I came across a video from Bostick & Sullivan that explains the process quite simply and clearly, and the website provides you with a downloadable pre-made curve for adjusting your negatives to make them suitable for pt/pd printing. I’ve made the appropriate digital files from these images, and the next step will be to print them over the weekend and try making my prints from them. I’ll post the results of the printing session as soon as I have them.

Here is the video from YouTube:

And the page to download the curves for Pt/Pd, Cyanotype, Kallitype, and Van Dyke:

Digital Negative Adjustment Curves – Bostick & Sullivan

Palacio De Bellas Artes, Mexico City


The last time I wanted to photograph the Palace of Fine Arts, the weather was not so accommodating and the skies were hazy and smoggy every day. This trip, the weather cooperated and you can see the glory that is the Palacio. The domes of the Palacio are so iconic a symbol of Mexico City, they’re even on the Starbucks mug! Next time I’m back, I’ll have to go in the Sears across the street and see if I can get a good shot out one of the third or fourth floor windows.

The interior is every bit as spectacular – The entrance lobby is a glory of Deco Mexicano – very much Art Deco, but with a distinct Mexican cultural twist – you can feel the stirrings of pride in indigenous Mexican heritage that were finding expression in stylized Aztec and Mayan motifs and the murals of Diego Rivera, David Alfaro Siquieros and Jose Orozco that adorn the walls of the lobby.


I feel lucky to have pulled off this shot, as I had to point the camera straight up, and hold it still for 1/15th of a second (I think it was a 1/15h, might have been 1/8th). No small feat when your camera is as big and heavy a brick as my Mamiya RZ67. I must say it has an extremely well-damped mirror that doesn’t cause camera shake – while it isn’t quite as smooth as my Rolleiflex, which has no mirror movement at all, I can hand-hold it down to 1/15th or 1/8th regularly (the Rollei I feel pretty confident to 1/4 second, and have been known to pull off 1 second exposures hand held).

Mexico City – Around San Angel, In Color

San Angel Moving, Local and Long-Distance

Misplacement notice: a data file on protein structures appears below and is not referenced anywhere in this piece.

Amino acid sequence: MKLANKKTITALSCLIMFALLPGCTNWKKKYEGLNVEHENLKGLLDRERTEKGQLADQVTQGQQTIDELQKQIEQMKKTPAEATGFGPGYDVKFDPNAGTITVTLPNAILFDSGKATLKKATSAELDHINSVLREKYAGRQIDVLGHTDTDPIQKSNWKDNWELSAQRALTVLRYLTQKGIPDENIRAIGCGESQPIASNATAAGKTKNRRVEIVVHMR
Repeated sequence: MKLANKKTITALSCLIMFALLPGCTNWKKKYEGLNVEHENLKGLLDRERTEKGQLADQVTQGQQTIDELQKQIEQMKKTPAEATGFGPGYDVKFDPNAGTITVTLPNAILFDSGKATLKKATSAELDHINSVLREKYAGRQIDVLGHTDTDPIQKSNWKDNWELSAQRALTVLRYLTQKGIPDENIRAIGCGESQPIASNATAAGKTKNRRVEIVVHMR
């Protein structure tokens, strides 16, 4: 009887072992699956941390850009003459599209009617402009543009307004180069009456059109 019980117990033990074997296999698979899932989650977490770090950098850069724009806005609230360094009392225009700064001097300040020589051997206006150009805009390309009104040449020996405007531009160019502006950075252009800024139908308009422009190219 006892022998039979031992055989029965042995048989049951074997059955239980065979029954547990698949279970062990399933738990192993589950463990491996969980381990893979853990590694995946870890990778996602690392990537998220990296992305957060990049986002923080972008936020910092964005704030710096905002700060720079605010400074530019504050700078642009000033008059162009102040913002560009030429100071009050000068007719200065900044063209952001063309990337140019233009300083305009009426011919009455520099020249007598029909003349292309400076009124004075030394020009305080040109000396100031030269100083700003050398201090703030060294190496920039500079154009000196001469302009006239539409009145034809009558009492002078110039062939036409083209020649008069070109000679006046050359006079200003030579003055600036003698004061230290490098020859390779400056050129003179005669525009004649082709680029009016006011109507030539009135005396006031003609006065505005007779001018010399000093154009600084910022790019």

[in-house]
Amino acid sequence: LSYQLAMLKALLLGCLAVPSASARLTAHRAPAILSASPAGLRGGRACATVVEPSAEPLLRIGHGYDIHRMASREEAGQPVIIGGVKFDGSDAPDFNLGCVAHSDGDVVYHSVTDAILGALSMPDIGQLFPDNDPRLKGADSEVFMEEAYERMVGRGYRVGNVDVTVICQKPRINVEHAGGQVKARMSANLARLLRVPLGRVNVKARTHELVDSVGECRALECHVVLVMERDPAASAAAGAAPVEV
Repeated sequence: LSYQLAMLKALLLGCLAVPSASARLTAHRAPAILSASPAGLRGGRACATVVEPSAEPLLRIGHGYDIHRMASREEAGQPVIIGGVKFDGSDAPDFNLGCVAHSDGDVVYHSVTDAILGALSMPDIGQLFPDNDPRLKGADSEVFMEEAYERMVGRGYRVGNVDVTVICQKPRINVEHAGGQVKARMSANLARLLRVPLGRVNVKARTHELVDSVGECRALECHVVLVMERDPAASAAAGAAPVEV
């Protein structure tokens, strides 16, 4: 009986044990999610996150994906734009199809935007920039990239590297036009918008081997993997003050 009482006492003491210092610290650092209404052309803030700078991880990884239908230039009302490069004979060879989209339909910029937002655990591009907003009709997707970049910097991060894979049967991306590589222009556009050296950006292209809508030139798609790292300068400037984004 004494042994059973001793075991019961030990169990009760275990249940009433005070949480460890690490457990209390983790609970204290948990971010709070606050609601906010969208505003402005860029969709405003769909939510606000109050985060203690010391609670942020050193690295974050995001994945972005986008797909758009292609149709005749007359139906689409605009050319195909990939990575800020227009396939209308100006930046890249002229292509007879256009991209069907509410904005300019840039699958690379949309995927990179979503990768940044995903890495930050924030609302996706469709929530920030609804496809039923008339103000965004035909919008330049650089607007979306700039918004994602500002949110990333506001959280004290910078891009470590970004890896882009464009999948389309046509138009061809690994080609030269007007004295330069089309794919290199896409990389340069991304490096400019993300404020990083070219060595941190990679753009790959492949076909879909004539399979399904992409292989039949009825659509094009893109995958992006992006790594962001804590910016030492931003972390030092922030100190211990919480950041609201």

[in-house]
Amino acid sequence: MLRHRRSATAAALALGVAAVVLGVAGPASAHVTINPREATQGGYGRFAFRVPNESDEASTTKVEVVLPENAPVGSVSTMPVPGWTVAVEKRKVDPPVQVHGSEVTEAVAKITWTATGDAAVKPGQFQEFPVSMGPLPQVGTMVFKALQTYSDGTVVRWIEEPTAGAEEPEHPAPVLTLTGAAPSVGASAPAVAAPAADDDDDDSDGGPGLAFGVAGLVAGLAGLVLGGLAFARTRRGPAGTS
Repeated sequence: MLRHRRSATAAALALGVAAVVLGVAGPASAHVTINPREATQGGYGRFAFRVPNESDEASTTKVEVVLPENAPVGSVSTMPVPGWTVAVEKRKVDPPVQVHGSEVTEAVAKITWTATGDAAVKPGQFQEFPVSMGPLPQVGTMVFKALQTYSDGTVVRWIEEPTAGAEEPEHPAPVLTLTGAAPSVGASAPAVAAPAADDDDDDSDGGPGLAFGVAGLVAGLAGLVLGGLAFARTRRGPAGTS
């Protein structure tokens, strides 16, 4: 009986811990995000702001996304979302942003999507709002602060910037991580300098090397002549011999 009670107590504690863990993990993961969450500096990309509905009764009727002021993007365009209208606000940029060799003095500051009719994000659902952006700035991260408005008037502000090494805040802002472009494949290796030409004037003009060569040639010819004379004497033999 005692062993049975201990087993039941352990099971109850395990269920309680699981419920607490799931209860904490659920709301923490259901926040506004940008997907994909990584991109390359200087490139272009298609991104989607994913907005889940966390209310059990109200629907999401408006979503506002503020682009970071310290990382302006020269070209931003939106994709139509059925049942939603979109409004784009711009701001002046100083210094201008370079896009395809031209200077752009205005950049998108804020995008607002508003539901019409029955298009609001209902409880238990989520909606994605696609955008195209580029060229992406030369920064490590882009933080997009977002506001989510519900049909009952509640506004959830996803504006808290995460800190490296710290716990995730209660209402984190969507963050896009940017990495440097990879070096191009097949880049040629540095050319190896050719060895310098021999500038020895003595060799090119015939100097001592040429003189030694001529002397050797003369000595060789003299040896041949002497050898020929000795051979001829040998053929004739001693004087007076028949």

I think this was a newsstand kiosk, but it’s painted to advertise San Angel Moving, in a very old-school style. One of their trucks was parked right next to it.

Yellow Cafe, San Angel

I couldn’t help but photograph this bright yellow cafe/restaurant – what a cool building!

Dance School, San Angel

Another building that cried out to be photographed – if it were stone and not brick, I would assume this was in Spain or Italy, not Mexico. It has a dance school inside, as well as a residence. Who knows how old it is?

Walking uphill, San Angel

A typical street in San Angel – those cobblestones could go all the way back to the 17th century. The neighborhood, today, is one of the most upscale in Mexico City, with many of the Viceregal compounds and ex-convents/monasteries converted into extremely private residences de luxe.

Number 46, Calle de la Amargura


Barber Shop, San Angel

I just loved the old-school barbershop interior and the “Abierto, Pase Ud” (Open, Please Come In” sign on the door. It reminded me of the barbershops in the town I grew up in.

Fountain, Plaza San Jacinto

The last time I was in Mexico City, this fountain wasn’t running. So nice to see it operating – it really brings the plaza together and makes it feel more alive, even when the  Saturday artists’ market isn’t running.

Victor – Portraits

Part of the reason for my trip to Mexico City was to see Victor. It’s a developing thing – we haven’t placed a label on it but whatever it is, it’s good. And he’s a willing subject for the camera, which is a nice change of pace from my ex.


It was also an opportunity to test out the portrait lens on my Mamiya RZ67 (the camera is new to me, but the lens’ quality is known far and wide – I just needed to see for myself what it would do and if I liked it. I do).

We spent an afternoon wandering around the UNAM (National Autonomous University of Mexico) campus when I shot these.



This last one was taken with the 110mm f2.8 lens. It’s an equally good lens for portraits when you need something that gives a bit more background and/or a closer working distance, like this shot.


All images made on Kodak Tri-X 400. I really like Tri-X for the tonality it has, and the just-a-little-bit of tooth.